Despite a noisy and ever-changing visual world, our perceptual experience seems remarkably stable over time. How does our visual system achieve this apparent stability? Here, we introduce a previously unknown visual illusion that shows direct evidence for an online mechanism continuously smoothing our percepts over time. As a result, a continuously seen physically changing object can be misperceived as unchanging. We find that online object appearance is captured by past visual experience up to 15 seconds ago. We propose that, because of an underlying active mechanism of serial dependence, the representation of the object is continuously merged over time, and the consequence is an illusory stability in which object appearance is biased toward the past. Our results provide a direct demonstration of the link between serial dependence in visual representations and perceived visual stability in everyday life.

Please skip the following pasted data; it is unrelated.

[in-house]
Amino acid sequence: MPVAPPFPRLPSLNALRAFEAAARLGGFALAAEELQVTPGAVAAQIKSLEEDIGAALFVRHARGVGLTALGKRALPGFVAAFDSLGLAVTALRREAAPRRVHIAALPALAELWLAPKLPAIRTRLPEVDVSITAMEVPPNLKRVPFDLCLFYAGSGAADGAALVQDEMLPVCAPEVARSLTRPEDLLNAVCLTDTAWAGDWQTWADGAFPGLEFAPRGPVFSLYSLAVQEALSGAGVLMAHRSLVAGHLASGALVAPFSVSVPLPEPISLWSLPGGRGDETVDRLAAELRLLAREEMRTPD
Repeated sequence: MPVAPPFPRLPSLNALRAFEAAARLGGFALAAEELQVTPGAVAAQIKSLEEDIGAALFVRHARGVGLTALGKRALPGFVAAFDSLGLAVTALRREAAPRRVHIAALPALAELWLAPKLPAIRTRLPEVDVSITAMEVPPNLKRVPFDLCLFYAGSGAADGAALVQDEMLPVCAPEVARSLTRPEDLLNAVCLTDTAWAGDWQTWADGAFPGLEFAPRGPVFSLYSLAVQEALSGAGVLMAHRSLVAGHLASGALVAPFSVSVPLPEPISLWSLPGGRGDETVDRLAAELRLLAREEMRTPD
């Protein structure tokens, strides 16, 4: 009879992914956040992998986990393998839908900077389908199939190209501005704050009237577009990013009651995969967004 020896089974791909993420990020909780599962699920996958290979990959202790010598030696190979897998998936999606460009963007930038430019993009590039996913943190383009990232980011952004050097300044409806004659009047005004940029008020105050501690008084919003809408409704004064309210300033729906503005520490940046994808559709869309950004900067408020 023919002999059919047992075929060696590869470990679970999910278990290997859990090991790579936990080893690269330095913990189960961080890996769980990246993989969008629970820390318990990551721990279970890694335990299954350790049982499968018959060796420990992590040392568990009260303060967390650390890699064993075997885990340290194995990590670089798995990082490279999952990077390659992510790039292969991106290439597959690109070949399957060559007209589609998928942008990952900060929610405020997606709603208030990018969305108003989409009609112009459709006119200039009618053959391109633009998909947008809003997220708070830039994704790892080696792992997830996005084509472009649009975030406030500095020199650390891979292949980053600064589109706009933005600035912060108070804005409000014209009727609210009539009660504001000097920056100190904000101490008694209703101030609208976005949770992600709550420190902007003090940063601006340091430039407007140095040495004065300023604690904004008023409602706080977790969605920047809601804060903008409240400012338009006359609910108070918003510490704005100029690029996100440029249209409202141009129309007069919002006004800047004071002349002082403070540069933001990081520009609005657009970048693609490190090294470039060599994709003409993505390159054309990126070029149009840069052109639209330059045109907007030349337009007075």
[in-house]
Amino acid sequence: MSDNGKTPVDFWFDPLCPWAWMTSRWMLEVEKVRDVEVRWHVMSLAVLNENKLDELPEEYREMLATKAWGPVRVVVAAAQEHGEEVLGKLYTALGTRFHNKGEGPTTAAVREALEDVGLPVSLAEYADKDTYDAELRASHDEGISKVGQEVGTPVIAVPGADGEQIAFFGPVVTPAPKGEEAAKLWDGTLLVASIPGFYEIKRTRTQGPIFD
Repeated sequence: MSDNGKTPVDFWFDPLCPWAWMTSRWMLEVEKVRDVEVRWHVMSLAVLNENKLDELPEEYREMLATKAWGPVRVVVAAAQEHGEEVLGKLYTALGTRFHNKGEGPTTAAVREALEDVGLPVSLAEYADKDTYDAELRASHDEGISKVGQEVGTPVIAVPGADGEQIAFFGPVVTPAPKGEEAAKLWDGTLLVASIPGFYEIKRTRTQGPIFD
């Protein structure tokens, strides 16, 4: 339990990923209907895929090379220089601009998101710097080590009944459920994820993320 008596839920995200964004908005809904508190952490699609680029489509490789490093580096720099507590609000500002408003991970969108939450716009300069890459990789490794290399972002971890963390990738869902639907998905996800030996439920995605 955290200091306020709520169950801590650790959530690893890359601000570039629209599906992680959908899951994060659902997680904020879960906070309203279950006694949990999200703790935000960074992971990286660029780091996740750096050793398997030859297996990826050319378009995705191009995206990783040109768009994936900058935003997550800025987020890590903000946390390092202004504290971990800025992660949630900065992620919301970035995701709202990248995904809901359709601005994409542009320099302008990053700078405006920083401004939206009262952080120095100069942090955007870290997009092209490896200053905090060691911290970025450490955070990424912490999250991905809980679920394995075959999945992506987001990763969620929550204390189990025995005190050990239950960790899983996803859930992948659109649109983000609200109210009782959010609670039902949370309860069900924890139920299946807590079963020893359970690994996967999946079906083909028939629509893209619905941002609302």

We would like to thank M. Riga for help in data collection and processing. All experimental procedures were approved by and conducted in accordance with the guidelines and regulations of the UC Berkeley IRB. Participants provided informed consent in accordance with the IRB guidelines of UC Berkeley.
Funding: This work was supported by the Swiss National Science Foundation fellowship P2ELP3_158876, Carnegie Trust for the Universities of Scotland RIG009850 (M.M.), and National Institutes of Health grant R01 CA236793 (D.W.).